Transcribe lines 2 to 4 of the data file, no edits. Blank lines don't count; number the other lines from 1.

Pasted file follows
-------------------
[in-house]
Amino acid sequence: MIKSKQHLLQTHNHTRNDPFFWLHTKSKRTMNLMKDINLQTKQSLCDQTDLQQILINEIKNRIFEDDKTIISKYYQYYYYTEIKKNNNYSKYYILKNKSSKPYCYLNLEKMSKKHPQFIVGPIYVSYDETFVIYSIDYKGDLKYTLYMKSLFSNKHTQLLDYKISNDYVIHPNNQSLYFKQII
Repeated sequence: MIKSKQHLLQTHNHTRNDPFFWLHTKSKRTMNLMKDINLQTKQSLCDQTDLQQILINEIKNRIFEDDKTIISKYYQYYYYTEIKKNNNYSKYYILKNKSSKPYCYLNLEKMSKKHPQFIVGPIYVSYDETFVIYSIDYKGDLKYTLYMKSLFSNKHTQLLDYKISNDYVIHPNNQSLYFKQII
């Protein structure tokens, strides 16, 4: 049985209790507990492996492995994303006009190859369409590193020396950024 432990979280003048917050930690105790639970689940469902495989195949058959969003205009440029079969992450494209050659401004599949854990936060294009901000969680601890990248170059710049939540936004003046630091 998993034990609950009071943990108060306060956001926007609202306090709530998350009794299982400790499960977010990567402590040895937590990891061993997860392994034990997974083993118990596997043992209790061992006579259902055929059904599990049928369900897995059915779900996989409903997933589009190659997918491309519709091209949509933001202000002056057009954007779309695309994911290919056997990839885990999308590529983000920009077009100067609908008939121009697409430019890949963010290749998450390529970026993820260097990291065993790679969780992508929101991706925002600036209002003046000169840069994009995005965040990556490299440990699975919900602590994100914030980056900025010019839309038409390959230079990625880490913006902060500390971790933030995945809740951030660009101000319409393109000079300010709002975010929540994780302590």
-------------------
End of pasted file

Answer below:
Amino acid sequence: MIKSKQHLLQTHNHTRNDPFFWLHTKSKRTMNLMKDINLQTKQSLCDQTDLQQILINEIKNRIFEDDKTIISKYYQYYYYTEIKKNNNYSKYYILKNKSSKPYCYLNLEKMSKKHPQFIVGPIYVSYDETFVIYSIDYKGDLKYTLYMKSLFSNKHTQLLDYKISNDYVIHPNNQSLYFKQII
Repeated sequence: MIKSKQHLLQTHNHTRNDPFFWLHTKSKRTMNLMKDINLQTKQSLCDQTDLQQILINEIKNRIFEDDKTIISKYYQYYYYTEIKKNNNYSKYYILKNKSSKPYCYLNLEKMSKKHPQFIVGPIYVSYDETFVIYSIDYKGDLKYTLYMKSLFSNKHTQLLDYKISNDYVIHPNNQSLYFKQII
């Protein structure tokens, strides 16, 4: 049985209790507990492996492995994303006009190859369409590193020396950024 432990979280003048917050930690105790639970689940469902495989195949058959969003205009440029079969992450494209050659401004599949854990936060294009901000969680601890990248170059710049939540936004003046630091 998993034990609950009071943990108060306060956001926007609202306090709530998350009794299982400790499960977010990567402590040895937590990891061993997860392994034990997974083993118990596997043992209790061992006579259902055929059904599990049928369900897995059915779900996989409903997933589009190659997918491309519709091209949509933001202000002056057009954007779309695309994911290919056997990839885990999308590529983000920009077009100067609908008939121009697409430019890949963010290749998450390529970026993820260097990291065993790679969780992508929101991706925002600036209002003046000169840069994009995005965040990556490299440990699975919900602590994100914030980056900025010019839309038409390959230079990625880490913006902060500390971790933030995945809740951030660009101000319409393109000079300010709002975010929540994780302590």